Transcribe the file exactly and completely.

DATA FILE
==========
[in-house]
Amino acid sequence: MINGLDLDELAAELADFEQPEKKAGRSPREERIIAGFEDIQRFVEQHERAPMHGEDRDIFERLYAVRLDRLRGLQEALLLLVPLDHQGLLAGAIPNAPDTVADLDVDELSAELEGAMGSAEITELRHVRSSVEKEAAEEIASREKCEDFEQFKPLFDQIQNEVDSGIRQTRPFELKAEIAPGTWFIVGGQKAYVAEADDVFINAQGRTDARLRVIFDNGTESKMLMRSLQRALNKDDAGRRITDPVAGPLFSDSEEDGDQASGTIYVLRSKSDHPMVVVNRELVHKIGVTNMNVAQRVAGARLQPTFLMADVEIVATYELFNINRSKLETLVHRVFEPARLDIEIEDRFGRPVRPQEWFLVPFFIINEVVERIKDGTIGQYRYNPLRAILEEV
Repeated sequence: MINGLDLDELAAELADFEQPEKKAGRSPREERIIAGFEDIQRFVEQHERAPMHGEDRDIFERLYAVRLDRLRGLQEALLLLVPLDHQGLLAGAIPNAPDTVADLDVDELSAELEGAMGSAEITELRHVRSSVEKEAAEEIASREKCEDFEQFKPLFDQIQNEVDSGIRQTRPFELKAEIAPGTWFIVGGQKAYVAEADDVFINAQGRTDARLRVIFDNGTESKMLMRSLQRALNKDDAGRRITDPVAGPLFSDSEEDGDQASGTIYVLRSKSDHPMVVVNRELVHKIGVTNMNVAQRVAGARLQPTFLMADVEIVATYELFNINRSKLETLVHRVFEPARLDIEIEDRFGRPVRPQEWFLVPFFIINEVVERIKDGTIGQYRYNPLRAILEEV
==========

[in-house]
Amino acid sequence: MINGLDLDELAAELADFEQPEKKAGRSPREERIIAGFEDIQRFVEQHERAPMHGEDRDIFERLYAVRLDRLRGLQEALLLLVPLDHQGLLAGAIPNAPDTVADLDVDELSAELEGAMGSAEITELRHVRSSVEKEAAEEIASREKCEDFEQFKPLFDQIQNEVDSGIRQTRPFELKAEIAPGTWFIVGGQKAYVAEADDVFINAQGRTDARLRVIFDNGTESKMLMRSLQRALNKDDAGRRITDPVAGPLFSDSEEDGDQASGTIYVLRSKSDHPMVVVNRELVHKIGVTNMNVAQRVAGARLQPTFLMADVEIVATYELFNINRSKLETLVHRVFEPARLDIEIEDRFGRPVRPQEWFLVPFFIINEVVERIKDGTIGQYRYNPLRAILEEV
Repeated sequence: MINGLDLDELAAELADFEQPEKKAGRSPREERIIAGFEDIQRFVEQHERAPMHGEDRDIFERLYAVRLDRLRGLQEALLLLVPLDHQGLLAGAIPNAPDTVADLDVDELSAELEGAMGSAEITELRHVRSSVEKEAAEEIASREKCEDFEQFKPLFDQIQNEVDSGIRQTRPFELKAEIAPGTWFIVGGQKAYVAEADDVFINAQGRTDARLRVIFDNGTESKMLMRSLQRALNKDDAGRRITDPVAGPLFSDSEEDGDQASGTIYVLRSKSDHPMVVVNRELVHKIGVTNMNVAQRVAGARLQPTFLMADVEIVATYELFNINRSKLETLVHRVFEPARLDIEIEDRFGRPVRPQEWFLVPFFIINEVVERIKDGTIGQYRYNPLRAILEEV